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More Difficult & More Brave

March 3, 2016

President Garfield was six feet tall with a disproportionate amount of height in his torso. He would have been lean at 185 pounds, but by the end of August 1881 he was an emaciated 130.  Surely he could not last another month.

On July 2 someone who identified with Vice President Arthur’s faction had shot Garfield in the back. As he was being seized the assassin proclaimed, “I am a Stalwart, and Arthur will be President.” Arthur was not involved in the assassination, but people blamed him for siding with the Stalwarts in Congress against Garfield’s administration. If Arthur had supported Garfield, there would have been no motive for a mentally unstable hanger-on to assassinate the President. In late August, someone Arthur had never met sent him a letter which informed him in no uncertain terms that this was the case.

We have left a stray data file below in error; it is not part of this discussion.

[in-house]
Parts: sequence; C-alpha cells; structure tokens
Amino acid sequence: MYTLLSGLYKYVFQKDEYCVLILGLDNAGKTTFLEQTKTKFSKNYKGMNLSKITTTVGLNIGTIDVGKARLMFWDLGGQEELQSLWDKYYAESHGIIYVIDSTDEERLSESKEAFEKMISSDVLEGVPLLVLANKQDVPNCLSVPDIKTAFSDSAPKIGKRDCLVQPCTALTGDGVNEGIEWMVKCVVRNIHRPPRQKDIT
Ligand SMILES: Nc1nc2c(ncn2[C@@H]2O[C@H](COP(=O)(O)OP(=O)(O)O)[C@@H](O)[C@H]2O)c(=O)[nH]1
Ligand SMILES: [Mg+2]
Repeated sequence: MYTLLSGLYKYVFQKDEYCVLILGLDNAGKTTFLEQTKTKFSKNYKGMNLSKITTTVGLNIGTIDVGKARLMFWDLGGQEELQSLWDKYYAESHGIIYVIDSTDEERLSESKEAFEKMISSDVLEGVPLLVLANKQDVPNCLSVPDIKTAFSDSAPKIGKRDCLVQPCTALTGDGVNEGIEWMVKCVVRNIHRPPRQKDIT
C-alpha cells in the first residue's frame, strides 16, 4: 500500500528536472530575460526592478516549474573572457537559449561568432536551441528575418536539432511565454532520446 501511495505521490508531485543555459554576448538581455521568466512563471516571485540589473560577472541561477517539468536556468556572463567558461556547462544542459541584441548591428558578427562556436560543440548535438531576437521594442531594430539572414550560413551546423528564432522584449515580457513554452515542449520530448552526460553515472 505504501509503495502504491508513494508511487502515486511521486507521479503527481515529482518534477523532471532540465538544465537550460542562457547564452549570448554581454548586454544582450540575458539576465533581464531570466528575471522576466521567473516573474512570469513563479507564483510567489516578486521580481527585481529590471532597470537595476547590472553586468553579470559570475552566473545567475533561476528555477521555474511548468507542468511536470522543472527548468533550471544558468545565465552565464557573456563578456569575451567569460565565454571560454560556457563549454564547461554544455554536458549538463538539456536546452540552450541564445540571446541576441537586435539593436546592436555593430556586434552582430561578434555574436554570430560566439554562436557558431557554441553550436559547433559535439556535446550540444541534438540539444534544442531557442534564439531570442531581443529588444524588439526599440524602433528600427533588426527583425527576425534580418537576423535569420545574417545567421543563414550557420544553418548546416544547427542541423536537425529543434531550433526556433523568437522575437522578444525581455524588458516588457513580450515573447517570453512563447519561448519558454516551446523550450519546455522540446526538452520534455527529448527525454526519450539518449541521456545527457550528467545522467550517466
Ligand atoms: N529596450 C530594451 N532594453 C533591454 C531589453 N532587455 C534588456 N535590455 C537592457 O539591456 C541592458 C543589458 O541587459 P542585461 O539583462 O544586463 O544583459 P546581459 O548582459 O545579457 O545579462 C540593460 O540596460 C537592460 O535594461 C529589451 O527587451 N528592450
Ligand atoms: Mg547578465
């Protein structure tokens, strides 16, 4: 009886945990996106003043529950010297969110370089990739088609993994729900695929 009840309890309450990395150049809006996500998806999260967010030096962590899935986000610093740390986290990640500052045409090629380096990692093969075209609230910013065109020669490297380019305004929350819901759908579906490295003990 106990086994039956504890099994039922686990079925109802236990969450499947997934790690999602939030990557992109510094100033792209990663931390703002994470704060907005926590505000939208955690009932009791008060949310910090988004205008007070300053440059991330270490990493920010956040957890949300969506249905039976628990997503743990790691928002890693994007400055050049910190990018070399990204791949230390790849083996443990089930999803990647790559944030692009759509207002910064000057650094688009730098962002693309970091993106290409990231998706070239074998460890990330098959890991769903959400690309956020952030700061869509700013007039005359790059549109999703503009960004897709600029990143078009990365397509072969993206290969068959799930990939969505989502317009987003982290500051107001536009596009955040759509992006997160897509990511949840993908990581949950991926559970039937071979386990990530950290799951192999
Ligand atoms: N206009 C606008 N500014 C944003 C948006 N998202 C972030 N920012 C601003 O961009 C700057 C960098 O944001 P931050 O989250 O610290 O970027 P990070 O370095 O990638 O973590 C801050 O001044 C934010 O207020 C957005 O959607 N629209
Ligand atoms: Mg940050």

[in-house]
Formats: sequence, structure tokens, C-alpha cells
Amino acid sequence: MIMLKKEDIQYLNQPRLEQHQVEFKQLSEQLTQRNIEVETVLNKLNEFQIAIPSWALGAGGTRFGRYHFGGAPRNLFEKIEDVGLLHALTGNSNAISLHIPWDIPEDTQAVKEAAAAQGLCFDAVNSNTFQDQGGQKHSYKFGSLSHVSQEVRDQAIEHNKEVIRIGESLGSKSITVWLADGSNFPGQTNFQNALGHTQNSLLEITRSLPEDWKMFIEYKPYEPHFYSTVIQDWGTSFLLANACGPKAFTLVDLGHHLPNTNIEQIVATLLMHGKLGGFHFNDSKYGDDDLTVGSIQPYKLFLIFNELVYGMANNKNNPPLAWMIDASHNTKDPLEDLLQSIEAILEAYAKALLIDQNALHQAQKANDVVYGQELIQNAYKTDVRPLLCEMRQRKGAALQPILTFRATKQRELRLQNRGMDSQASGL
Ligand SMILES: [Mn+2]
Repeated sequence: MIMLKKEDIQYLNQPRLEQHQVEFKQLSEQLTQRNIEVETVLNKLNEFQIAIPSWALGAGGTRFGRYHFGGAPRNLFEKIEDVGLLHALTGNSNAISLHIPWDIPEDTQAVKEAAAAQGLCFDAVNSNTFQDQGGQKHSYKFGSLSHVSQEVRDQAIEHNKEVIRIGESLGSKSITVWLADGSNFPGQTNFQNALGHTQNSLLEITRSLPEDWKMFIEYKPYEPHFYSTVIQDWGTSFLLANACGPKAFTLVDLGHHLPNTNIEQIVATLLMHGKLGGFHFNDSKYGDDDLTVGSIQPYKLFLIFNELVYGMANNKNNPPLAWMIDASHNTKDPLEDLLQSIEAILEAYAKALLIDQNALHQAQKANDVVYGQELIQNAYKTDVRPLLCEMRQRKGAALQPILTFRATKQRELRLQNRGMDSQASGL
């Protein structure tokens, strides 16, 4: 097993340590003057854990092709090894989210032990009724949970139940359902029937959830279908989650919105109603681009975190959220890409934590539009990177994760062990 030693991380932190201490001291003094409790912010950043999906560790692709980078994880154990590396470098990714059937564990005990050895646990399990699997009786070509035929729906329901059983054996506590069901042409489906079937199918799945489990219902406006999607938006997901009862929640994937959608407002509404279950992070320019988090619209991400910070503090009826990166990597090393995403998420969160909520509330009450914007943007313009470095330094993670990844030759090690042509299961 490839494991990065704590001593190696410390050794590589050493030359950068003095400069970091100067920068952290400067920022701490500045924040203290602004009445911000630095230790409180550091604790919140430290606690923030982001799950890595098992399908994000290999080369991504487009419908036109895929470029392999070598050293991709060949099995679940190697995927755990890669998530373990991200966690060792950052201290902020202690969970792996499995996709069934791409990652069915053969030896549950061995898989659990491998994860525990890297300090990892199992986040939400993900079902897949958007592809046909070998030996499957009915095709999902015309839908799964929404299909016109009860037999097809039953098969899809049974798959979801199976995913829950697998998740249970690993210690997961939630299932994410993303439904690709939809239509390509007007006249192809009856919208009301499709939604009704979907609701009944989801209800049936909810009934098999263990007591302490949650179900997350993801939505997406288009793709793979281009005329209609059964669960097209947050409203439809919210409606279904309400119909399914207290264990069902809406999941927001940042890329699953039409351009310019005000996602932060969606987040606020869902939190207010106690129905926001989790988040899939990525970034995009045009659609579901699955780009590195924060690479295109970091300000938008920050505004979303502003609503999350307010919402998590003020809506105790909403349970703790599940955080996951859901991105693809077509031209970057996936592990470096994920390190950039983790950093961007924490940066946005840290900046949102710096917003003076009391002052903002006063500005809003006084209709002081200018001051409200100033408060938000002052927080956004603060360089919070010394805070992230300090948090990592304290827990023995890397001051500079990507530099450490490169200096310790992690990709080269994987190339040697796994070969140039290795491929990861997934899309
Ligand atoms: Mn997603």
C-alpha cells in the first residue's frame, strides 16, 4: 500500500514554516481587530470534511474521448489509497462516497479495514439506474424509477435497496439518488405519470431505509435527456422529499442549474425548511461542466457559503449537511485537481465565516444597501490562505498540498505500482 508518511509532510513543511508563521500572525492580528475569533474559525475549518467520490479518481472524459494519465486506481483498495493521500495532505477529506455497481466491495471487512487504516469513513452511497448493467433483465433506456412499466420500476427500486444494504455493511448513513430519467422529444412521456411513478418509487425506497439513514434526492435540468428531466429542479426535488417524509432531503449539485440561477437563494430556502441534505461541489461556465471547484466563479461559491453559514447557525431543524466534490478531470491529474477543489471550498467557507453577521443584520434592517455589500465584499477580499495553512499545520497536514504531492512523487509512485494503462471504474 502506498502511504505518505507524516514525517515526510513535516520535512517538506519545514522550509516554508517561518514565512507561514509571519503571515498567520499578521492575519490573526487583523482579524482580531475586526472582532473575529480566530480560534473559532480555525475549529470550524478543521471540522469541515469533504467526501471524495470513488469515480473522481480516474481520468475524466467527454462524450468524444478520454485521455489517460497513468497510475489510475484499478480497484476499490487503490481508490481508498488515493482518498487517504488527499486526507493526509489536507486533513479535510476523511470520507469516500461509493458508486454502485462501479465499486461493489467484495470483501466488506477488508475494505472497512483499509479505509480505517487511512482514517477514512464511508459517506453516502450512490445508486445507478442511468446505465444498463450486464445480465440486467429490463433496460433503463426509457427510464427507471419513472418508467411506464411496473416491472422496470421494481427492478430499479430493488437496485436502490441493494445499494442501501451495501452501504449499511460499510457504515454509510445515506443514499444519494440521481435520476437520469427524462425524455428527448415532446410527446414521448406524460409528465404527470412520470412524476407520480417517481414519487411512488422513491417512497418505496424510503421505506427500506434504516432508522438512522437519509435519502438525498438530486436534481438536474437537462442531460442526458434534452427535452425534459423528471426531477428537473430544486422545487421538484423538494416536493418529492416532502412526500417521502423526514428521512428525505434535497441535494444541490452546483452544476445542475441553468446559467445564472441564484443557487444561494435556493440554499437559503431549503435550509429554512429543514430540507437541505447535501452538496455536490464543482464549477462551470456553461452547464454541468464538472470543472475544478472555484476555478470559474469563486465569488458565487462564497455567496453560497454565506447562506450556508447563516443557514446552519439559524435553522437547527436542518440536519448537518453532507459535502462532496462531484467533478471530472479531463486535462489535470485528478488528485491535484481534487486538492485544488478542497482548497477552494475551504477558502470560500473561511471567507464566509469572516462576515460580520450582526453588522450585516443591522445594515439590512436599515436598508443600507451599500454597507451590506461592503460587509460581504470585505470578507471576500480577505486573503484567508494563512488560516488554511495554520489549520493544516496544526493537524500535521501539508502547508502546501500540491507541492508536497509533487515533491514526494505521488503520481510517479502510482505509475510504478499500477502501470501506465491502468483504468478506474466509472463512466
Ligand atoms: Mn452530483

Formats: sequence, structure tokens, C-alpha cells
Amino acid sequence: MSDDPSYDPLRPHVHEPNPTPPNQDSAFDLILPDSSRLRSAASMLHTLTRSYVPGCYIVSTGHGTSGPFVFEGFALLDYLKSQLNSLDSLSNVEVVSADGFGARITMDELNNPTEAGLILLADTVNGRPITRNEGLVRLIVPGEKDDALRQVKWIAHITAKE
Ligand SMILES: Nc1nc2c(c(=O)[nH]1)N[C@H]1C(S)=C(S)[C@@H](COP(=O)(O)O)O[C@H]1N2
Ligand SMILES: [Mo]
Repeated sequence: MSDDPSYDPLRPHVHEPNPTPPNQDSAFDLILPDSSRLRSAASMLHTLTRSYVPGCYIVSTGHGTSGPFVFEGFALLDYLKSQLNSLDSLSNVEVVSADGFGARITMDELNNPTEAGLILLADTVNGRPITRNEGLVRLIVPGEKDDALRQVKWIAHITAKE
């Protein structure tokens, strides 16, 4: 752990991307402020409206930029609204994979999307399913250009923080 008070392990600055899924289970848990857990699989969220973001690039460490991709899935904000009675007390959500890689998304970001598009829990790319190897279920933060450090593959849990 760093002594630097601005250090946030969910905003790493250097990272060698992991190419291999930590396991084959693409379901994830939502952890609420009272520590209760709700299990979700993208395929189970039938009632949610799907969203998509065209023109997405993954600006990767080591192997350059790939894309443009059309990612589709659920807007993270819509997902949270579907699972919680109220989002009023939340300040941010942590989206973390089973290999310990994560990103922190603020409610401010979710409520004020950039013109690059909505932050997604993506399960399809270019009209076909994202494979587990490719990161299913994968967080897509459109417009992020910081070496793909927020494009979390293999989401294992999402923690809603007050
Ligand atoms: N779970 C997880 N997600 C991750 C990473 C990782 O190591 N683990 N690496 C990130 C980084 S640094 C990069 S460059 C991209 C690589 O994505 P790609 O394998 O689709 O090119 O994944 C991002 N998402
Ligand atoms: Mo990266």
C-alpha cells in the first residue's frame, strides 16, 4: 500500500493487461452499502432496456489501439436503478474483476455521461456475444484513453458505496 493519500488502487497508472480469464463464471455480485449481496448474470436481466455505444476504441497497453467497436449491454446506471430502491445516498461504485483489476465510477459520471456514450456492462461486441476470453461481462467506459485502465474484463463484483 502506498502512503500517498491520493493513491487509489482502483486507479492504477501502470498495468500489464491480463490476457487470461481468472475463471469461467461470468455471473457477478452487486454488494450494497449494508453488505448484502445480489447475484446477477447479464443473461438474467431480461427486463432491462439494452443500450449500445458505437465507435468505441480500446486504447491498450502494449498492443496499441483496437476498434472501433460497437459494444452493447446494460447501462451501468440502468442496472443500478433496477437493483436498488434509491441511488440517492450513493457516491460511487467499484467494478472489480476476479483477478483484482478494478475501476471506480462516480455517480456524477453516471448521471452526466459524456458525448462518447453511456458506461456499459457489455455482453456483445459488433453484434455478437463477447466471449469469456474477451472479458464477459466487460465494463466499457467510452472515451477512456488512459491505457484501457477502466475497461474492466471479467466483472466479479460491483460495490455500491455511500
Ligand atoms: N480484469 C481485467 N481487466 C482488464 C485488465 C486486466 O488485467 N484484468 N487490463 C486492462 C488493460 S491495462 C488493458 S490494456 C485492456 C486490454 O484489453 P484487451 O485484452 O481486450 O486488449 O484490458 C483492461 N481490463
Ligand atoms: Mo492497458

“The day he was shot, the thought rose in a thousand minds that you might be the instigator of the foul act. Is not that a humiliation which cuts deeper than any bullet can pierce? Your best friends said: ‘Arthur must resign – he cannot accept office, with such a suspicion resting upon him.’ And now your kindest opponents say: ‘Arthur will try to do right’ – adding gloomily – ‘He won’t succeed, though – making a man President cannot change him.’”

These were harsh words, but as Arthur read further, he detected a note of encouragement.

“Faith in your better nature forces me to write to you – but not to beg you to resign. Do what is more difficult & more brave. Reform!”

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